What benefits can be obtained and what expenses are covered under the NSW Workers Compensation Scheme?

Workers in New South Wales are entitled to various benefits and expenses payable by the workers compensation insurer in the event of an injury. There are also benefits available to the worker’s estate in the event of an accident resulting in the worker’s death.

The benefits can include:

  • Weekly compensation payments
  • Medical expenses
  • Lump sum compensation for permanent impairment
  • Death benefit

Weekly compensation payments are paid by the insurer to the injured worker for periods of absence from work which results from the work-related injury and there is a loss in earnings. This may occur during periods of partial or total incapacity.

Weekly payments are calculated by reference to the injured worker’s pre-injury average weekly earnings rate. The injured worker is paid at 95% of that rate for the first 13 weeks of absence and 80% of that rate for the following 14 to 130 weeks.

Things then get a little complicated. There are circumstances where an injured worker is entitled to receive ongoing weekly payments of compensation beyond the 130-week period. However, such entitlements are reserved for those workers who have suffered a very significant injury.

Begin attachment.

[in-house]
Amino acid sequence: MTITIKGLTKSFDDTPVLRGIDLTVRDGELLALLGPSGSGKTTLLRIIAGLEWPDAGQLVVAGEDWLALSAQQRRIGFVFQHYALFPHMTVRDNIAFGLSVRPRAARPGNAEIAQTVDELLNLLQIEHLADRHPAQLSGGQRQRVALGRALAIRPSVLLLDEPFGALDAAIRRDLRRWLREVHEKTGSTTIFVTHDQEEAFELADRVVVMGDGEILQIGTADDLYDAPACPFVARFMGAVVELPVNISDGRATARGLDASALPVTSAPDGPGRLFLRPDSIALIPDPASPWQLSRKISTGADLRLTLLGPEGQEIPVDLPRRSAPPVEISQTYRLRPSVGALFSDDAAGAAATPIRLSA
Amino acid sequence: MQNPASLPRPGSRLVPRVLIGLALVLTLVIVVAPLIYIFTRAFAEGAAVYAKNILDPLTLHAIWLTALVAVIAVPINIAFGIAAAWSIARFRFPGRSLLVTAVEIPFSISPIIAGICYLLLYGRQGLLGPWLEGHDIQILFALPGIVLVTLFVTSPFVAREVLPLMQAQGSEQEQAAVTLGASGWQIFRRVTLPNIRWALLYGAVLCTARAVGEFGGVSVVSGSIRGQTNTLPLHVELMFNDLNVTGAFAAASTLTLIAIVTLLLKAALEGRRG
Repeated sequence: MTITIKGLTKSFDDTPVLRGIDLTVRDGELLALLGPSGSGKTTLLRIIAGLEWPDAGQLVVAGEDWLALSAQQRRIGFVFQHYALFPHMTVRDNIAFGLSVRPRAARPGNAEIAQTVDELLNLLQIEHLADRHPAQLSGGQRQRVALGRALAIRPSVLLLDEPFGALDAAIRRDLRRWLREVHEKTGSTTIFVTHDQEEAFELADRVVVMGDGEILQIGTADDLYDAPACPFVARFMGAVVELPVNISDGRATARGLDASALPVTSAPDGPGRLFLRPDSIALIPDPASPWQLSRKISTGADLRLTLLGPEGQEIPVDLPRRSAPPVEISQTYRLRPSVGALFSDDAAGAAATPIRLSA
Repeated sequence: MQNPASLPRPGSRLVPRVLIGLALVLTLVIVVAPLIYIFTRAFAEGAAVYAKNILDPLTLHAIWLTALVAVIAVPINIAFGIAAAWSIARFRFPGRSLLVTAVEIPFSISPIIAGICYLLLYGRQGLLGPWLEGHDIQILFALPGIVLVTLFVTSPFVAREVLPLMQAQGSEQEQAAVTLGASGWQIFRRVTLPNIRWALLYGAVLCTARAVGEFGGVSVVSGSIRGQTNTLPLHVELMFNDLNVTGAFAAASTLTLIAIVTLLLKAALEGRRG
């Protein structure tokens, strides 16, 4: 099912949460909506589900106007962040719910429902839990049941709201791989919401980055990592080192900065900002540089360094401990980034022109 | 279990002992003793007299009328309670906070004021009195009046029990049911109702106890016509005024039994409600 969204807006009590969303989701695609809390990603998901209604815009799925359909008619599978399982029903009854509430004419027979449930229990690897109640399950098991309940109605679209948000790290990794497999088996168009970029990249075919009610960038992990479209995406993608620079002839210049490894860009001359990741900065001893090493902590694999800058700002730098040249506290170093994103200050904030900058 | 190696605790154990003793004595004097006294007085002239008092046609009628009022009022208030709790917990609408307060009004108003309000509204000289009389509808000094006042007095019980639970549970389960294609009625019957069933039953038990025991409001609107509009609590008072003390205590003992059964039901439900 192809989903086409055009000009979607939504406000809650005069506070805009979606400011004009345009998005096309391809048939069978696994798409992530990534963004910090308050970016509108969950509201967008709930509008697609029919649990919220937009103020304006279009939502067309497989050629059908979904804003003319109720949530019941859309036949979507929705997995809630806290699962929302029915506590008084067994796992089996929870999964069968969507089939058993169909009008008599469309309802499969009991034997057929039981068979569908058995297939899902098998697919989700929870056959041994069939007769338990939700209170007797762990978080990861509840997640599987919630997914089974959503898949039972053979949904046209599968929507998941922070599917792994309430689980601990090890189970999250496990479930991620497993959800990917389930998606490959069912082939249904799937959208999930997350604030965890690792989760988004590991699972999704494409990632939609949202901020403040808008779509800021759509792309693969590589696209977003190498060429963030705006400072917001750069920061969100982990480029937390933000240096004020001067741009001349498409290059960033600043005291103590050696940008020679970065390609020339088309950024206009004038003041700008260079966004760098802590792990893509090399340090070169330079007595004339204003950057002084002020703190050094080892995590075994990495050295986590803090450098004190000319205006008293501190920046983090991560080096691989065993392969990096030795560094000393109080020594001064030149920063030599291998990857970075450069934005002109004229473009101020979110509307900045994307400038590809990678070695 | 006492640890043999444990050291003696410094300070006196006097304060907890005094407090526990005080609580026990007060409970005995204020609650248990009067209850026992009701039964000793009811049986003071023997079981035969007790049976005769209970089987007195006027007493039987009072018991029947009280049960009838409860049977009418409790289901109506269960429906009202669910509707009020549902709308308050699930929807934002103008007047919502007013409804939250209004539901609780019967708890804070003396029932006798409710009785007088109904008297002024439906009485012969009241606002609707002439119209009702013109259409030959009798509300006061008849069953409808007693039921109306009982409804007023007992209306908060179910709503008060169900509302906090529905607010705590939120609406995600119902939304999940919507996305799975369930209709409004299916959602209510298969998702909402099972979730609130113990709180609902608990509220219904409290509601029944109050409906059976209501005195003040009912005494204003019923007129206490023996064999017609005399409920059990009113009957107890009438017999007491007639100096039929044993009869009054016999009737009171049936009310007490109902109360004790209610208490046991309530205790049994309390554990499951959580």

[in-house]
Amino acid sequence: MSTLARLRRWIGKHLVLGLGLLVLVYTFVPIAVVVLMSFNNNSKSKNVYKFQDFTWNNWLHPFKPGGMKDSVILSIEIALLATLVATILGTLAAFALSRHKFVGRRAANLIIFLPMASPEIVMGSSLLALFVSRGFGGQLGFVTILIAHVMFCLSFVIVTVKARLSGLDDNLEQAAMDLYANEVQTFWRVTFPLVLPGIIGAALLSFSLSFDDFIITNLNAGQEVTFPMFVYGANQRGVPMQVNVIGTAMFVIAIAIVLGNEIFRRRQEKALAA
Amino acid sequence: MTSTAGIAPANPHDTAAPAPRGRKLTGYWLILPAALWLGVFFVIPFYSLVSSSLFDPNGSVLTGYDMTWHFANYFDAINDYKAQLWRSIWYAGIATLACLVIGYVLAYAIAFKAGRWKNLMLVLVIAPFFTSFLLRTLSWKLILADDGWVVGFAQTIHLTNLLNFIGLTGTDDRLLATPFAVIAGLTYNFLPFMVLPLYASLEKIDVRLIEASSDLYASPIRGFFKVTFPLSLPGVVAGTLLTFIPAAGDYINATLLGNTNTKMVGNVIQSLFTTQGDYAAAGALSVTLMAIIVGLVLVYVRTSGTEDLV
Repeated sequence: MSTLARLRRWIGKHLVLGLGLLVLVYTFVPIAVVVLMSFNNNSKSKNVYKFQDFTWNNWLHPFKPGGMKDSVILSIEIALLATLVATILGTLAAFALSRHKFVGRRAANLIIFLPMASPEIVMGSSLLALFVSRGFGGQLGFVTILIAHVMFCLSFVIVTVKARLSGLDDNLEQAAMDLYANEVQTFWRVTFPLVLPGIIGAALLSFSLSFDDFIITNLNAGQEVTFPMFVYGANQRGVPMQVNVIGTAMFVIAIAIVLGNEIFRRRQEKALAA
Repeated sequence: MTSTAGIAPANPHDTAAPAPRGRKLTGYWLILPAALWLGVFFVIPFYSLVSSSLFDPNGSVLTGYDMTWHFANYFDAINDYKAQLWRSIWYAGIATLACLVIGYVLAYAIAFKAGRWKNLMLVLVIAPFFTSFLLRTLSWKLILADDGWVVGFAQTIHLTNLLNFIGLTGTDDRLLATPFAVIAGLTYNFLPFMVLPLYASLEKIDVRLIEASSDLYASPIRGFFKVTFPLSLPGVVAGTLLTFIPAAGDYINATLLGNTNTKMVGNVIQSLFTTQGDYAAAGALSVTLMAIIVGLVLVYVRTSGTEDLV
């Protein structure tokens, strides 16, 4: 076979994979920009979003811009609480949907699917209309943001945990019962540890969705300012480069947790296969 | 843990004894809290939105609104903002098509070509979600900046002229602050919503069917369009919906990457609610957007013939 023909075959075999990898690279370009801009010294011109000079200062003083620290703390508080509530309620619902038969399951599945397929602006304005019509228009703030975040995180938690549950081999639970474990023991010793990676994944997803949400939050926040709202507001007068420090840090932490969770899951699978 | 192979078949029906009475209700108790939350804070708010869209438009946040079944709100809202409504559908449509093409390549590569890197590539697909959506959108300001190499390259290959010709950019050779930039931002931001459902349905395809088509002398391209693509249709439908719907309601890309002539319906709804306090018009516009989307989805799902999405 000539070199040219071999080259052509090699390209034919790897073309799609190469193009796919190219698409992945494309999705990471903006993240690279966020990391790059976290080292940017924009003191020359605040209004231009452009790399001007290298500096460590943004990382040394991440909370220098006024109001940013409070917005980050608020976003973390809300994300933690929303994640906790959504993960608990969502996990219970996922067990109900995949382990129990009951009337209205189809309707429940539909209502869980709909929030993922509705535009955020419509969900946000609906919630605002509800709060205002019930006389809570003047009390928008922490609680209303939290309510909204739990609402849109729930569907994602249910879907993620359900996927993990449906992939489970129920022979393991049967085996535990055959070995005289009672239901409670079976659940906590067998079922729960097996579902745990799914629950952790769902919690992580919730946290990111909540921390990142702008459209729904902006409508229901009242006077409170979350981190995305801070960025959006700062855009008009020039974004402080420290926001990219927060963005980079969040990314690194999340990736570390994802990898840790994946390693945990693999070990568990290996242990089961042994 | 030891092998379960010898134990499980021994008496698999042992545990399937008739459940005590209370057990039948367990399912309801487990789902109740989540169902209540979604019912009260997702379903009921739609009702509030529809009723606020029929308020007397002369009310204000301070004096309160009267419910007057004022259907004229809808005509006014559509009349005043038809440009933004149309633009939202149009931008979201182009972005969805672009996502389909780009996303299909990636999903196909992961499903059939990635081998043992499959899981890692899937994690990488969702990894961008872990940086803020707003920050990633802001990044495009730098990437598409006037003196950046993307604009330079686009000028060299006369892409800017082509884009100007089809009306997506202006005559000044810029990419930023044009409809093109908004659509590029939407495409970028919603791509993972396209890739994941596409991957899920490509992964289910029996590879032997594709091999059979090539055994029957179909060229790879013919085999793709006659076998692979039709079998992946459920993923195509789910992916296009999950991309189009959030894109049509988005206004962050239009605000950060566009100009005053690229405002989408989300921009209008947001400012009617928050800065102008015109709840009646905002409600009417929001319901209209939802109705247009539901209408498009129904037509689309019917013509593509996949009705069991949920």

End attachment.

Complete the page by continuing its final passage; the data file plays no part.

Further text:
Medical expenses are paid by the insurer for any approved treatment, service or procedure that the injured worker may require for the work-related injury that is deemed reasonable and necessary. This would also cover travel expenses to and from appointments and the cost of medication.

The scheme also provides periods of entitlement for payment of medical expenses which can change depending upon the injured worker’s circumstances and the degree of permanent impairment which results from the particular injury.

Lump sum compensation can also be claimed for the permanent impairment resulting from a work-related injury. However, for there to be any entitlement there needs to be a binding or agreed assessment that the whole person impairment is at least 11%. Any assessment of 10% whole person impairment or less will not entitle the injured worker to receive any lump sum compensation.

It is important to note that there is a correlation between the degree of impairment assessed as a result of the work-related injury and the longer periods of entitlement to weekly benefits of compensation and medical expenses.

Death benefits are paid by the workers compensation insurer to the estate of a worker who passes as a result of a work-related injury. Benefits paid are payable to the dependants of the deceased. There is also an entitlement to recover funeral costs.

Brydens Lawyers are experts in the prosecution of work-related injury claims. For any claim for a work-related injury see Brydens Lawyers without delay. Strict time limits can apply. Contact Brydens Lawyers without delay on 1800 848 848 or visit us at brydens.com.au.